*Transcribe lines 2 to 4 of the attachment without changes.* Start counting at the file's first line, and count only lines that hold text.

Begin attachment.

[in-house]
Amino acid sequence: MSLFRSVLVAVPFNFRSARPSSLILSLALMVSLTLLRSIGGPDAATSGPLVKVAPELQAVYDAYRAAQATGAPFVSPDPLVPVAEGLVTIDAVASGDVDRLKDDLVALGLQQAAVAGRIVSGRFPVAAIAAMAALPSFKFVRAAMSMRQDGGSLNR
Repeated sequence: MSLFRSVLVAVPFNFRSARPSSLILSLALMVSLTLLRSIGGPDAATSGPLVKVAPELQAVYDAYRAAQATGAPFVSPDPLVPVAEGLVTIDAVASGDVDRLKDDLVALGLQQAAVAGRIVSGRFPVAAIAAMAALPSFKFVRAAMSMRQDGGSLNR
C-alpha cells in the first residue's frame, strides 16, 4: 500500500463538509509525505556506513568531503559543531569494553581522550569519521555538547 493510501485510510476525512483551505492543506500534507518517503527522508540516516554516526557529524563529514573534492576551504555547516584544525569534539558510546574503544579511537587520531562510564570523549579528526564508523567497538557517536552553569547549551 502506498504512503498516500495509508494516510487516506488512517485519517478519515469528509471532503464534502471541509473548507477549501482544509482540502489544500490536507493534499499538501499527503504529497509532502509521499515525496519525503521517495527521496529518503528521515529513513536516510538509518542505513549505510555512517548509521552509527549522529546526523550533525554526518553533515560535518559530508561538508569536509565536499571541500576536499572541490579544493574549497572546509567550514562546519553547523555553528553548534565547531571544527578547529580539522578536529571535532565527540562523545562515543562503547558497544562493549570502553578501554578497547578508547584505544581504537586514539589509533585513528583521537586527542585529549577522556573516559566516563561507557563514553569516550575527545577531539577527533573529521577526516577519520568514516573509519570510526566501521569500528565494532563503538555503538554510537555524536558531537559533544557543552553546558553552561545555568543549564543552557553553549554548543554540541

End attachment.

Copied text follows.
Amino acid sequence: MSLFRSVLVAVPFNFRSARPSSLILSLALMVSLTLLRSIGGPDAATSGPLVKVAPELQAVYDAYRAAQATGAPFVSPDPLVPVAEGLVTIDAVASGDVDRLKDDLVALGLQQAAVAGRIVSGRFPVAAIAAMAALPSFKFVRAAMSMRQDGGSLNR
Repeated sequence: MSLFRSVLVAVPFNFRSARPSSLILSLALMVSLTLLRSIGGPDAATSGPLVKVAPELQAVYDAYRAAQATGAPFVSPDPLVPVAEGLVTIDAVASGDVDRLKDDLVALGLQQAAVAGRIVSGRFPVAAIAAMAALPSFKFVRAAMSMRQDGGSLNR
C-alpha cells in the first residue's frame, strides 16, 4: 500500500463538509509525505556506513568531503559543531569494553581522550569519521555538547 493510501485510510476525512483551505492543506500534507518517503527522508540516516554516526557529524563529514573534492576551504555547516584544525569534539558510546574503544579511537587520531562510564570523549579528526564508523567497538557517536552553569547549551 502506498504512503498516500495509508494516510487516506488512517485519517478519515469528509471532503464534502471541509473548507477549501482544509482540502489544500490536507493534499499538501499527503504529497509532502509521499515525496519525503521517495527521496529518503528521515529513513536516510538509518542505513549505510555512517548509521552509527549522529546526523550533525554526518553533515560535518559530508561538508569536509565536499571541500576536499572541490579544493574549497572546509567550514562546519553547523555553528553548534565547531571544527578547529580539522578536529571535532565527540562523545562515543562503547558497544562493549570502553578501554578497547578508547584505544581504537586514539589509533585513528583521537586527542585529549577522556573516559566516563561507557563514553569516550575527545577531539577527533573529521577526516577519520568514516573509519570510526566501521569500528565494532563503538555503538554510537555524536558531537559533544557543552553546558553552561545555568543549564543552557553553549554548543554540541